Businesses have a key role to play in helping to protect and restore nature, and the charities hope that Nature’s Workforce will press more firms into creating a nature-positive world.

‘If we can inspire the 30 million people at work in the UK to think about nature in their day-to-day decisions, just think how powerful that could be to bring real change to our natural environment. 
 
‘By making changes to the way we all work and do business, we can transform our natural world. Our hope is that Nature’s Workforce will give employees the confidence to speak up and ensure our economy is working for nature and not against it.’

HILARY MCGRADY, BECCY SPEIGHT & TANYA STEELE
Director-general, National Trust; chief executive, RSPB; CEO, WWF

Making a difference at work

Using Nature’s Workforce, people will discover how best to engage with their employer to make a meaningful difference.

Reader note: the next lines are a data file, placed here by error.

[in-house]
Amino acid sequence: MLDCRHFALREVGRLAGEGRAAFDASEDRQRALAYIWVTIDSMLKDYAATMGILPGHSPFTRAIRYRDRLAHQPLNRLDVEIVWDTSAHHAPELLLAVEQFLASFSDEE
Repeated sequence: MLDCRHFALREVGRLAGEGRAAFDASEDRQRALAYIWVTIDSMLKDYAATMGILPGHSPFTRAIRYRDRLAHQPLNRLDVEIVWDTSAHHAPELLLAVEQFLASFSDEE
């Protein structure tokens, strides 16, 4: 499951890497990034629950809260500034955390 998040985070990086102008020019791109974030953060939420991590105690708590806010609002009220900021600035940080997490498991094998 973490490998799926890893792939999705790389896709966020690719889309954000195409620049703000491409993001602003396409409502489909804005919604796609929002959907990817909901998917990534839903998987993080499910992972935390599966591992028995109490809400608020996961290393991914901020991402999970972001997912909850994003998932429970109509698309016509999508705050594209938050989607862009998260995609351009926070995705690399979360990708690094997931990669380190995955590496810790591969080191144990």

Change could come through embedding net zero into the company strategy or switching to a greener pension plan that funds habitat restoration.

Supply chains could be improved by analysing transportation emissions, packaging waste and energy consumption at every stage.

Businesses could choose to support community groups and local green spaces, either financially or through volunteering, or improve biodiversity on site through nature-friendly planting.

Sparking a conversation

The UK is one of the most nature-depleted countries in the world and one in six species is at risk of extinction in Great Britain.

Yet nature underpins our economy, with more than half (55%) of the world’s gross domestic product (GDP) either moderately or highly dependent on nature.

The charities are calling on businesses to act now as issues including supply chain disruption, asset loss, increased costs and declining employee health will only get worse without a thriving natural world and healthy environment.